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11:11 (No Can Pop Factory), 2010-2012

Olia Mishchenko; Sandy Plotnikoff
Canada, 1980
3 sheets; pen and ink with holographic foil and electrostatic toner on wove paper
76.5 x 111.8 cm each
Purchased 2013
National Gallery of Canada (no. 45633.1-3)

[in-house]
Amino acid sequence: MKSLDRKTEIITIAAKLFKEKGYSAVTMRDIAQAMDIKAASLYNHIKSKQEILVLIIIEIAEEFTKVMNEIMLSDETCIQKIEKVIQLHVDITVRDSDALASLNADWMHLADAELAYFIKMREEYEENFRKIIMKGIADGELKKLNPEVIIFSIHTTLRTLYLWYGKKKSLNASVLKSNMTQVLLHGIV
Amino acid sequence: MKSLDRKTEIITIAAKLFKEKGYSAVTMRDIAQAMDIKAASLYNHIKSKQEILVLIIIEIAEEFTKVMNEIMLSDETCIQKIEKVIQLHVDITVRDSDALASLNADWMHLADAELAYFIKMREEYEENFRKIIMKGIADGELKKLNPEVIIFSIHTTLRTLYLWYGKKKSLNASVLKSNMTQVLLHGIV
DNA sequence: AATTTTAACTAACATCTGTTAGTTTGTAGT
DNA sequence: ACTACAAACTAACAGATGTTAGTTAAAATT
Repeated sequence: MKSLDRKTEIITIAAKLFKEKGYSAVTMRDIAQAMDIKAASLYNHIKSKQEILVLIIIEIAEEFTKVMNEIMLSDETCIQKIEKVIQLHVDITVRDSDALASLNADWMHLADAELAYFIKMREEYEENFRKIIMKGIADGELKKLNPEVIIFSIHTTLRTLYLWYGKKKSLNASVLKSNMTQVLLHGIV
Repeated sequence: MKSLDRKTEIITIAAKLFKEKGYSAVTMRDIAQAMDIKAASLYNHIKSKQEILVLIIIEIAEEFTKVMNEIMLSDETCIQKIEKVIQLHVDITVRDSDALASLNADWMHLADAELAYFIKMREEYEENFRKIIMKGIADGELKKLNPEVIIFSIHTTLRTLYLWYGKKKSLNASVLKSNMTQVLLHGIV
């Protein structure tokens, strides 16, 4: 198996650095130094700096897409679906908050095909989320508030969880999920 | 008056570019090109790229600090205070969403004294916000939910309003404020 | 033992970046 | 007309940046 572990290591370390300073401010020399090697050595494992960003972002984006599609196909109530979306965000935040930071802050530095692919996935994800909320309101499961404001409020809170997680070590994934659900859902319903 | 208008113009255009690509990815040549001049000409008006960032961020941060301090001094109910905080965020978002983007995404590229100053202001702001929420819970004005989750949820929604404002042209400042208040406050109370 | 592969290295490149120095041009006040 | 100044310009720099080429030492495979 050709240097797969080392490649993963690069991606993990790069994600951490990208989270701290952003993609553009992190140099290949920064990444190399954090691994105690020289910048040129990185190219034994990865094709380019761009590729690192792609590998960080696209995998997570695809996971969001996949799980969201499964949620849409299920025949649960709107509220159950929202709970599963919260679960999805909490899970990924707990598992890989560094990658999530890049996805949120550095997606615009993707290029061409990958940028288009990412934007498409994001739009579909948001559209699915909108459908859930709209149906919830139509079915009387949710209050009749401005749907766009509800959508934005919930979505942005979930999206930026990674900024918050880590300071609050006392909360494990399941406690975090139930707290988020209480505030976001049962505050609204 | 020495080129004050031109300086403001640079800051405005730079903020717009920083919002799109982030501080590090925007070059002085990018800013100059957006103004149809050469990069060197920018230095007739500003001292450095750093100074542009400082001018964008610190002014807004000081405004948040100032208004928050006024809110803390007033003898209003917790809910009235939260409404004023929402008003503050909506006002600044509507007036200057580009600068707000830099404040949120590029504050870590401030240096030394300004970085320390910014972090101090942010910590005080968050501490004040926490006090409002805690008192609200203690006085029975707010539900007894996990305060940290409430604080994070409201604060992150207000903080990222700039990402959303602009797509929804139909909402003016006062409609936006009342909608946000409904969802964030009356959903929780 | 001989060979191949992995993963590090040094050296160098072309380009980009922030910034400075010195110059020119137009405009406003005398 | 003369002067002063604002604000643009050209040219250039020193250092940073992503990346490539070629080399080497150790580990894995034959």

Olia Mischenko is interested in social organization and the role that architecture plays in it. Her meticulous, yet quirky blueprints of improbable, even impossible structures propose playful new ways of being and living together. Based around notions of distillation and dematerialization, this drawing is the result of a collaborative exhibition with four Toronto-based artists, including Sandy Plotnikoff. Together, they designed the No Can Pop factory, where a clear, container-less, effectively non-existent substance would be produced; yet inevitably spills and evaporates into Plotnikoff’s nebulous clouds. Read as a palindrome – two sides of the 11:11 – Mishchenko’s parallel realities invoke balance and instability, symmetry and the uncanny, as well as openness to multiple viewpoints, (un)certainties and experiences.



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